RJMetrics Feature Spotlight: Moving End Dates

Many businesses use the moving date range available in step two of the RJMetrics chart wizard.  This allows users to always view their most recent data without having to edit the properties of a chart.

Displayed below is a 1-month moving line-chart entitled “Sales Generated by Day.”  In this case, the profiled company is an affiliate marketing business whose sales data is reported with a 7-day delay.

Sales Generated Chart without Moving End of Range Restriction

Notice that there are 6 to 7 data points (circled) displaying insignificant or incomplete sales figures at the end of the chart.

This is a normal characteristic of a business that experiences delayed sales reporting in their database.  Companies may have delayed reporting for several reasons, including:

  • Sales data coming from 3rd party sources
  • Manually-entered data from internal sales teams
  • Volatility in “order status” or other qualifying characteristics
  • Payment processing issues or changes

These kinds of short-term post-sale issues can make the most recent several days of data unreliable.

To prevent displaying incomplete data, we allow users to conveniently set a moving end date in the RJMetrics Chart Wizard.  This can be found in step 2 under “End of Range” when choosing to “Show a Moving Date Range”.

Chart Wizard - Step 2 - Moving End of Range Date

Once a moving end of range date is selected, the user can build a chart with only the complete data points as seen below.  We have edited the chart above to make use of the moving end date feature.  We chose to view the past 30 days but exclude the past 7 days, so the chart now contains only data from 30 days prior to the date it is viewed through 7 days prior to that date.  (In the image below, the chart was accessed on May 21st.)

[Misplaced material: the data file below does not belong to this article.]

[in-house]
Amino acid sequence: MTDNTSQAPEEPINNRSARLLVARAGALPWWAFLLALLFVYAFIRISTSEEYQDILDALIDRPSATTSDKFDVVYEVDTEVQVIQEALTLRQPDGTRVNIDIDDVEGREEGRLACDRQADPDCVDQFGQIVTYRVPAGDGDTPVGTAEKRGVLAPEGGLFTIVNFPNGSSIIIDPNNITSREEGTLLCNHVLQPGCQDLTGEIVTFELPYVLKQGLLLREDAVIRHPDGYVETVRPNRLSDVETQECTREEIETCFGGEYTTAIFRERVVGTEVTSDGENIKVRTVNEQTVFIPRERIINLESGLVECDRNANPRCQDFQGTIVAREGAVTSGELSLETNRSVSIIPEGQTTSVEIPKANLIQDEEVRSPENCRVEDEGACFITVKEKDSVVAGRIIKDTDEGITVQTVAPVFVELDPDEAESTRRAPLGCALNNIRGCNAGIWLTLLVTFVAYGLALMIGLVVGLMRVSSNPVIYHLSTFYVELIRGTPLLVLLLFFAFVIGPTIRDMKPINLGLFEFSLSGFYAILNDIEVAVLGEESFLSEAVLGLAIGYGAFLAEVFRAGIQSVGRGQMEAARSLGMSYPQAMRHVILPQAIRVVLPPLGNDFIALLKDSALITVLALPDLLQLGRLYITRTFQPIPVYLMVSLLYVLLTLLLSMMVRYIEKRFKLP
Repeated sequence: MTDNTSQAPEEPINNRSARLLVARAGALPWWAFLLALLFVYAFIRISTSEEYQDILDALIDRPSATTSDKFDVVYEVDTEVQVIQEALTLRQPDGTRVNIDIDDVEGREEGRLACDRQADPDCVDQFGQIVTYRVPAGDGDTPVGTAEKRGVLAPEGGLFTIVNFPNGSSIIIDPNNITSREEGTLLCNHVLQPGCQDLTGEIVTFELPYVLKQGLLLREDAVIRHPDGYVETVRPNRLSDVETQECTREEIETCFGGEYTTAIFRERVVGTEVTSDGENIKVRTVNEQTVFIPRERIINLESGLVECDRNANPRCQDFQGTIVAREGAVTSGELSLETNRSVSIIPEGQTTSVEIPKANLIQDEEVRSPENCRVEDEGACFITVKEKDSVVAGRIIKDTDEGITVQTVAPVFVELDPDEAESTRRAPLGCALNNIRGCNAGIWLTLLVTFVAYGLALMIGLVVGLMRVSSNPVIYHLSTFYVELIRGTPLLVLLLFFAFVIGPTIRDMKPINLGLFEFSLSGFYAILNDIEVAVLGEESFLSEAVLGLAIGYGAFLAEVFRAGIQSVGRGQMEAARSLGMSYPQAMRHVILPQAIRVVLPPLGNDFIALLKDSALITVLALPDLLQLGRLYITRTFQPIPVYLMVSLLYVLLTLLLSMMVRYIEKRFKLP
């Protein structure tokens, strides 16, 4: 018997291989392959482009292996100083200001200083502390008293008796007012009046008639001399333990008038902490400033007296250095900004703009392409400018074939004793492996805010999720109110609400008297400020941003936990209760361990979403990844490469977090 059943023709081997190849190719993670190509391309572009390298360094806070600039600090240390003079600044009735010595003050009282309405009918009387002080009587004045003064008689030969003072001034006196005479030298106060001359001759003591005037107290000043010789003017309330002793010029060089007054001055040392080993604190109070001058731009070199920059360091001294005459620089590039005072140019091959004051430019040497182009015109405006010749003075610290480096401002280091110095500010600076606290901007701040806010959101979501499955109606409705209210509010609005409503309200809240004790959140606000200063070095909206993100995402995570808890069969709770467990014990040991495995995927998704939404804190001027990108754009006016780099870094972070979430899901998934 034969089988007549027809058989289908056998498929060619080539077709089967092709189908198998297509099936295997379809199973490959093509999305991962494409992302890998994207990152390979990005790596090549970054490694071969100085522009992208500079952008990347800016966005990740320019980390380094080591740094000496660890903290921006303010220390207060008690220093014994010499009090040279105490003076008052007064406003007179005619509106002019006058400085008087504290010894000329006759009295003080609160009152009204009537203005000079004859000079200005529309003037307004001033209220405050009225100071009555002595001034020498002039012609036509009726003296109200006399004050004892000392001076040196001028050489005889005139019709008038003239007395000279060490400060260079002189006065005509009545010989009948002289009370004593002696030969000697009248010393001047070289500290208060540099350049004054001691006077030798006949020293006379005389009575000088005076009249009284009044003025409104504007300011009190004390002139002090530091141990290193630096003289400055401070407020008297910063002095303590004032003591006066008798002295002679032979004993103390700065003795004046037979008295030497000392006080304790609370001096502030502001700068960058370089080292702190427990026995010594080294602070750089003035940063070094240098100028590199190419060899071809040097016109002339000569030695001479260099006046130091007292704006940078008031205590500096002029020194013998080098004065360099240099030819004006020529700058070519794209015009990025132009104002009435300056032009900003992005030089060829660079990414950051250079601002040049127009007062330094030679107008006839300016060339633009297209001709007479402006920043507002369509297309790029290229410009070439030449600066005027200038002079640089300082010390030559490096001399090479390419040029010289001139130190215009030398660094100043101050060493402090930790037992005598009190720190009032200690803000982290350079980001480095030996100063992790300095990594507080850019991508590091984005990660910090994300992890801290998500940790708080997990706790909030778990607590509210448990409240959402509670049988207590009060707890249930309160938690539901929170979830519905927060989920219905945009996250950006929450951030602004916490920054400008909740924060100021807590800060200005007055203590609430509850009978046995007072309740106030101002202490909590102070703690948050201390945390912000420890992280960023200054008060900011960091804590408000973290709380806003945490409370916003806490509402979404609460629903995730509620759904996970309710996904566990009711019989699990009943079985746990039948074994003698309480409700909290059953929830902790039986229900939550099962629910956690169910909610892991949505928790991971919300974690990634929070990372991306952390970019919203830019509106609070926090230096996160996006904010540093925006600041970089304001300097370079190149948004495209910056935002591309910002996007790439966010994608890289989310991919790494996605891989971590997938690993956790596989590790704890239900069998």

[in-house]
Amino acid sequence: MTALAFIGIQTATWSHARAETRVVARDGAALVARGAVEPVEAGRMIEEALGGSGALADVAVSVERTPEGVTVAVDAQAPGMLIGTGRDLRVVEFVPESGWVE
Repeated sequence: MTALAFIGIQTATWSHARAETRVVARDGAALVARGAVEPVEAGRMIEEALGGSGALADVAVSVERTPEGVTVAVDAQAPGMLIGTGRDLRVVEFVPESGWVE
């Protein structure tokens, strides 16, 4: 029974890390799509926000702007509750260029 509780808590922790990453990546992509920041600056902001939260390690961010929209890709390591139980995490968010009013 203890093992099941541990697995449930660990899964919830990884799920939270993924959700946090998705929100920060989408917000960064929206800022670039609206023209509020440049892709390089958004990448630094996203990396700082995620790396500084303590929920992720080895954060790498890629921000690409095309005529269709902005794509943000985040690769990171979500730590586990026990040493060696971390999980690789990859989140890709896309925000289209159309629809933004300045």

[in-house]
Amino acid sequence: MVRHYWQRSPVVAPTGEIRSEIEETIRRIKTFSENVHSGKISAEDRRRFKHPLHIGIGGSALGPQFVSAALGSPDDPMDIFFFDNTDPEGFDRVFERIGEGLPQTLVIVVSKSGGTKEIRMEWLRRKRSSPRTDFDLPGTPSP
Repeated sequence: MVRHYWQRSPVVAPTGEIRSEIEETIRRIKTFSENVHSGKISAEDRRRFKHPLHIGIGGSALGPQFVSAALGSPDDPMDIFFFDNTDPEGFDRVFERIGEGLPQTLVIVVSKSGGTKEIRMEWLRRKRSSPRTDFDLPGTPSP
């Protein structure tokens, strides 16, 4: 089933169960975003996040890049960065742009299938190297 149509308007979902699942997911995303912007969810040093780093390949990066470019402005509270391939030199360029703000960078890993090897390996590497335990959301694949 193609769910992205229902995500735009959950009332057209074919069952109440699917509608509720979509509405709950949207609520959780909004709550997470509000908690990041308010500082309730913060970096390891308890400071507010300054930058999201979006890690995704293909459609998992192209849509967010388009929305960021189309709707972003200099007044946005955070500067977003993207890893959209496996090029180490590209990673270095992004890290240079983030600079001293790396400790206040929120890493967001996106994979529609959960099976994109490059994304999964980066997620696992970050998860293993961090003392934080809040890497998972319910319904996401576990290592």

As with all moving date range charts, this range automatically adjusts over time so that you are always viewing the most recent data available.

Sales Generated Chart with Moving End of Range Restriction

If you’re interested in learning more about RJMetrics, check out our website where you can learn more and try out a free demo.

RJMetrics Feature Spotlight: Enhanced Dashboard Menus

Here at RJMetrics, we work hard to create a great user experience and provide our customers with easy access to their data.  We keep in constant contact with our customers to identify new opportunities to enhance our product.